Everyone speaks about human rights, some raise questions about animal rights. Everywhere on this planet, animals are farmed for their flesh, killed for their skin, trained to entertain us and used in scientific research. However, they are increasingly seen as sentient beings and if the right to raise, use and kill them remains prevalent, a growing awareness of their condition begs an increase in animals’ welfare.

What does it mean being sentient? I didn’t find a clear and simple definition. For Francione and Steiner beings are sentient when they are conscious of pain and pleasure and can experience their lives from the inside. Regan acknowledges sentient beings if they are capable of cognitive complexity. Donaldson and Kymlicka admit that it may never be possible to fully answer this question especially when it comes to molluscs and insects and that is why they are not taken into account in their political theory of animal rights, Zoopolis.

And what about plants? Recently, I watched a documentary about acacias. These trees have many predators that eat their leaves. Their first protection is their thorns, which are very developed when they are young and vulnerable. Later, they produce tannin to discourage animals from eating too many of their leaves. The tannin secretion is a temporary and contingent reaction by a tree against the animals that are eating it. However, when animal density surrounding acacias becomes excessive, the tree permanently secretes a high level of tannin that not only discourages but also kills the predators. Acacias allow predation but only to some extent and they even warn each other. Indeed, information about predation is transmitted from one acacia to another which begins to secrete tannin even before being eaten. Acacias communicate with each other.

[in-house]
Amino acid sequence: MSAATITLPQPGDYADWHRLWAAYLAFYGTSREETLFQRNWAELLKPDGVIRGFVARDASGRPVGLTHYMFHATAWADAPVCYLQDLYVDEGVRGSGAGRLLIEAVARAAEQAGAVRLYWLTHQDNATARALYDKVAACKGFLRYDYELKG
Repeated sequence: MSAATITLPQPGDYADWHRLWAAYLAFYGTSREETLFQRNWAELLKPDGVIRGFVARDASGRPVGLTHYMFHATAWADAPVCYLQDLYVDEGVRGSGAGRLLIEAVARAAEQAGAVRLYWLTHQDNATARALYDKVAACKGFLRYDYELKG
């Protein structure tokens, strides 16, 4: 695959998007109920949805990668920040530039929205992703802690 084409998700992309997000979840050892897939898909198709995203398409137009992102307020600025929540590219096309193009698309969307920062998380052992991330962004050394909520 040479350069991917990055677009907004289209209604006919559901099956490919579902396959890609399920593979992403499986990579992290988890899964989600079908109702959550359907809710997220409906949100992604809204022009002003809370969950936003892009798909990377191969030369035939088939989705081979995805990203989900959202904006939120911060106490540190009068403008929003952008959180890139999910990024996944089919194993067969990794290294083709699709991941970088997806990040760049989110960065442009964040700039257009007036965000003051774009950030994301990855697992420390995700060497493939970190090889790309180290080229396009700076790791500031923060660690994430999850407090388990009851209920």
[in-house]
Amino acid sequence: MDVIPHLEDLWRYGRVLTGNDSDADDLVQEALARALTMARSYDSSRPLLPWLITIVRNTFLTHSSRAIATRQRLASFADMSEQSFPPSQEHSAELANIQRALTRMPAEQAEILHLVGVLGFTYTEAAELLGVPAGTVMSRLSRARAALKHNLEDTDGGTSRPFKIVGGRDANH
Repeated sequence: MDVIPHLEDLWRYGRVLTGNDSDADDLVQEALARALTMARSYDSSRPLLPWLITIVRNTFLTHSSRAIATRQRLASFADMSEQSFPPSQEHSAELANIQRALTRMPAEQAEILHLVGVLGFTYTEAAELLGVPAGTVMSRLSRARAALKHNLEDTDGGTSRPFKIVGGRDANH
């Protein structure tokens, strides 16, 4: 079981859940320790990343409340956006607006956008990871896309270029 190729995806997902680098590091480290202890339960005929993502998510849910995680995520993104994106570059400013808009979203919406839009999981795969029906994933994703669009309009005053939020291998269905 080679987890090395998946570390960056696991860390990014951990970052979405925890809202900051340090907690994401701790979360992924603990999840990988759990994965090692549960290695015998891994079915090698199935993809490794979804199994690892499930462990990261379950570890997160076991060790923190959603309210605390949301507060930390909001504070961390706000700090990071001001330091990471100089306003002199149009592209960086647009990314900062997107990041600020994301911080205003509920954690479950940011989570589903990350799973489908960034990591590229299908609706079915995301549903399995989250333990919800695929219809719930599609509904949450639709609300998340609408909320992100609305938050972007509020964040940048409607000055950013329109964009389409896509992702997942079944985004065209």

In another documentary, scientists study defences of corn against caterpillars. The caterpillars have a natural enemy, a small Mexican wasp. Experimentation shows that corn exudes a particular flavour to attract wasps when threatened by caterpillars. Corn communicates with insects.

Intelligence, emotion, communication with each other and with others species…. Are plants sentient beings? Are they entitled to rights? Shouldn’t we talk about plant rights as we talk about human rights and animal rights? Plants make up the third part of life but most of us disqualify them because of their lack of self-consciousness. They are seen as a means. The avant-garde promotes sustainability, a concept defined as “Development that meets the needs of the present without compromising the ability of future generations to meet their own needs.” Sustainability is not geared to plants but only to human survival. It is to nature what welfare is to animals, a concept invented by humans for humans.

Extending human rights to animals doesn’t answer the current issues, which are faced by animals and will never be extended to plants. The right is based on the idea of justice. It codifies and offsets power relations among humans by protecting the weak against the strong. But aren’t power relationships only human concerns? Is it a good matrix to regulate the relationships between humans and other living things especially those that are far from human patterns?

If our aim is really to set up peaceful coexistence between 7 to 10 billion humans and trillions of animals without overexploiting nature, we need more than an adjustment of our human rights. We need new thoughts and new ethics based on responsibility, moderation and symbiosis. From now, everything has to be reinvented.